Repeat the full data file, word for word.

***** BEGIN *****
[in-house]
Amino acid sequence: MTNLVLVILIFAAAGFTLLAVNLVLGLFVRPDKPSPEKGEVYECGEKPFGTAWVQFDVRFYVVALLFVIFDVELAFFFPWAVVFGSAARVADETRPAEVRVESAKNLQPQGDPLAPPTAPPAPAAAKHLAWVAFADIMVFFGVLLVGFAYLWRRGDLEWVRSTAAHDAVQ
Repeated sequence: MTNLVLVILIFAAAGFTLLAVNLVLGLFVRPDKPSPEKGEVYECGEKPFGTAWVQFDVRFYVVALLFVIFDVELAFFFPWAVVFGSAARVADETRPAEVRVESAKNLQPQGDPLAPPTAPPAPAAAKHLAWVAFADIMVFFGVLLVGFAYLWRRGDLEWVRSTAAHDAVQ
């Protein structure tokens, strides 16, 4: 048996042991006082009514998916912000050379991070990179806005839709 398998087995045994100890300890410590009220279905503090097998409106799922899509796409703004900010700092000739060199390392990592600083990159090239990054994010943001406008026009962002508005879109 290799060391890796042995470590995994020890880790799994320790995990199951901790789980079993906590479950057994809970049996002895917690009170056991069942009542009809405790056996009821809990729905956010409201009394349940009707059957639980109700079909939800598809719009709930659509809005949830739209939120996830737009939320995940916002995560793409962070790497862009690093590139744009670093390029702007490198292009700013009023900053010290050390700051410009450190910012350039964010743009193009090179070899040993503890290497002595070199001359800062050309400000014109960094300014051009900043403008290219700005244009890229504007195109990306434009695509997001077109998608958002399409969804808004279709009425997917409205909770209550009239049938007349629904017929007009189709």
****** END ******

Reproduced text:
[in-house]
Amino acid sequence: MTNLVLVILIFAAAGFTLLAVNLVLGLFVRPDKPSPEKGEVYECGEKPFGTAWVQFDVRFYVVALLFVIFDVELAFFFPWAVVFGSAARVADETRPAEVRVESAKNLQPQGDPLAPPTAPPAPAAAKHLAWVAFADIMVFFGVLLVGFAYLWRRGDLEWVRSTAAHDAVQ
Repeated sequence: MTNLVLVILIFAAAGFTLLAVNLVLGLFVRPDKPSPEKGEVYECGEKPFGTAWVQFDVRFYVVALLFVIFDVELAFFFPWAVVFGSAARVADETRPAEVRVESAKNLQPQGDPLAPPTAPPAPAAAKHLAWVAFADIMVFFGVLLVGFAYLWRRGDLEWVRSTAAHDAVQ
């Protein structure tokens, strides 16, 4: 048996042991006082009514998916912000050379991070990179806005839709 398998087995045994100890300890410590009220279905503090097998409106799922899509796409703004900010700092000739060199390392990592600083990159090239990054994010943001406008026009962002508005879109 290799060391890796042995470590995994020890880790799994320790995990199951901790789980079993906590479950057994809970049996002895917690009170056991069942009542009809405790056996009821809990729905956010409201009394349940009707059957639980109700079909939800598809719009709930659509809005949830739209939120996830737009939320995940916002995560793409962070790497862009690093590139744009670093390029702007490198292009700013009023900053010290050390700051410009450190910012350039964010743009193009090179070899040993503890290497002595070199001359800062050309400000014109960094300014051009900043403008290219700005244009890229504007195109990306434009695509997001077109998608958002399409969804808004279709009425997917409205909770209550009239049938007349629904017929007009189709």